How 1,000 Kids Who Lost a Parent in Combat Got to Visit Disneyland for Free

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I’ll never forget the first time I researched what survivor benefits are like for the families of fallen soldiers are in the United States. I was completely shocked at how little we feel we owe their spouses and their children in exchange for their ultimate sacrifice – it’s a pittance, truly.

These soldiers follow orders, they risk everything, and sometimes they pay with their lives. And at home, their families do the same thing, but I feel like we never see and talk about and lift up the kids they leave behind.


One man wanted to change all of that, though, at least for a day. You might know him – he’s actor Gary Sinise. He’s popular for his roles in Forrest Gump, The Green Mile, Apollo 13, and many others, but he’s also been active in philanthropical communities for years.

The majority of his work, including his Gary Sinise Foundation, centers around the needs of veterans, defenders, first responders, their families and communities.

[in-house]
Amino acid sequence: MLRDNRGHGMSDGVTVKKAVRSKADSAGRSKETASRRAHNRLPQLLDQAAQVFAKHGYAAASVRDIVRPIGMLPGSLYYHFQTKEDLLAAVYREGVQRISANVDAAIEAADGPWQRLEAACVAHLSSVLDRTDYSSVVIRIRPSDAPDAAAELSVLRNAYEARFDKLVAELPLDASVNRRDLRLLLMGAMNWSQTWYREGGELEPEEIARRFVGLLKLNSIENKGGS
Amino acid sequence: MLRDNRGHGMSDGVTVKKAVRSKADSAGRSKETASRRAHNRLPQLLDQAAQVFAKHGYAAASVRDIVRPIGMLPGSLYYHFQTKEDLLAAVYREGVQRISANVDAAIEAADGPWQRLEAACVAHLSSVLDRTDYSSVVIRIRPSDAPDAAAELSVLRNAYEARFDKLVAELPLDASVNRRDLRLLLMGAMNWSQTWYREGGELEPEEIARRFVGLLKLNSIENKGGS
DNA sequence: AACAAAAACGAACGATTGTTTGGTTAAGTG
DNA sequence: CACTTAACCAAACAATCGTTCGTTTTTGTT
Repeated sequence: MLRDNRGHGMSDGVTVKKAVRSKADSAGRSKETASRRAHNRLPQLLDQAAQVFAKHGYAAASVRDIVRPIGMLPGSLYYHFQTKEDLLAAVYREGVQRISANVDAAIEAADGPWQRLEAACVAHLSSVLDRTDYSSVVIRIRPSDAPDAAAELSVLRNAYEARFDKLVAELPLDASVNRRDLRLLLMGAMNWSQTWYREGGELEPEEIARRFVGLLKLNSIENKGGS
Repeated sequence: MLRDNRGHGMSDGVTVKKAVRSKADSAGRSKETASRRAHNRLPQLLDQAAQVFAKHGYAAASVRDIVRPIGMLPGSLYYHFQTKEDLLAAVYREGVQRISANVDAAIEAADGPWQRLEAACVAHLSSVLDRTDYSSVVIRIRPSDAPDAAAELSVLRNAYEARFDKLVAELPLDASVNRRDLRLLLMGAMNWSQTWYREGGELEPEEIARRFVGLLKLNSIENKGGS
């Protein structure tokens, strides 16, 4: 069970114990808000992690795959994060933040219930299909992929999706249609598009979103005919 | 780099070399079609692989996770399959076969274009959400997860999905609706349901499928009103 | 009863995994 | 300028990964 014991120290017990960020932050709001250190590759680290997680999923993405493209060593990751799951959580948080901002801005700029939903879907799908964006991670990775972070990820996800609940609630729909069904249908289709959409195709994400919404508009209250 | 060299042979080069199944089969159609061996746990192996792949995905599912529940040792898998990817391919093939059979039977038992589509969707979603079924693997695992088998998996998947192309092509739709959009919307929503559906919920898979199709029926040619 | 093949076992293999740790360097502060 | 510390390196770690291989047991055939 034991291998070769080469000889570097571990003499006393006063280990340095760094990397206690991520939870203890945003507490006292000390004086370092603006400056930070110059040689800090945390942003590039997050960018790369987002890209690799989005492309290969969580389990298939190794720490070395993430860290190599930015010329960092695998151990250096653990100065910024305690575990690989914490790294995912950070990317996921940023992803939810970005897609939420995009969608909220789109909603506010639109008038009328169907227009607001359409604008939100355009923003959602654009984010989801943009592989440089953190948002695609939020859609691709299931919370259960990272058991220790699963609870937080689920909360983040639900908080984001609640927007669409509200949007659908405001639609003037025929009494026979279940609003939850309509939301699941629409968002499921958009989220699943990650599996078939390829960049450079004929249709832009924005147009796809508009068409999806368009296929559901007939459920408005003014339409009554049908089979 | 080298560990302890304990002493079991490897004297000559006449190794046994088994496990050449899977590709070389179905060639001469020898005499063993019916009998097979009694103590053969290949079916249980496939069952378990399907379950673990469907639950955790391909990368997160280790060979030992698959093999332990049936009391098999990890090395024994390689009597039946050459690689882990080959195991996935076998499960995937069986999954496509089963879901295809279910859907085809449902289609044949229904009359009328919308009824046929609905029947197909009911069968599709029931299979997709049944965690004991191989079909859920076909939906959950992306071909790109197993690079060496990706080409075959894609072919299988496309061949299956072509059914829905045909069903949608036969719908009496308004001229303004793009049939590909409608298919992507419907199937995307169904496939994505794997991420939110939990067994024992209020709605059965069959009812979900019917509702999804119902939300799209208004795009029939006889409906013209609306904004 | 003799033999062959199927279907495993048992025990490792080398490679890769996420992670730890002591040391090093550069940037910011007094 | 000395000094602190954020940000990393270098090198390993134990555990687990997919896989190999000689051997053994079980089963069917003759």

One of his programs is called “Snowball Express” (shoutout to all of my fellow 80s babies who remember the Disney original movie by the same name), and since 2017, they’ve honored fallen U.S. soldiers by taking their kids on trips to Disney World or Disneyland.

Recently, they took over 1750 kids on a five-night trip that I’m sure they’ll never forget.

They also received “we remember” pins, ensuring that no one will ever forget the sacrifice one of their parents made for this country, either. The park also flew 600 American flags – one for each life lost in combat.

The actor and philanthropist told CBS Los Angeles that “the most important thing about Snowball Express is that these children don’t feel alone. There’s a lot of healing and a lot of bonding and a lot of friendship that goes on that helps them through the rest of the year.”


There’s no way to correct some hurts inflicted on children, but there are ways to help shine the wounds. Sinise is giving them the chance to get away, to remember they’re kids, and to connect with others who can understand their experience.

That’s to be commended, and I hope these families encounter more and more kindness as the months and years wear on.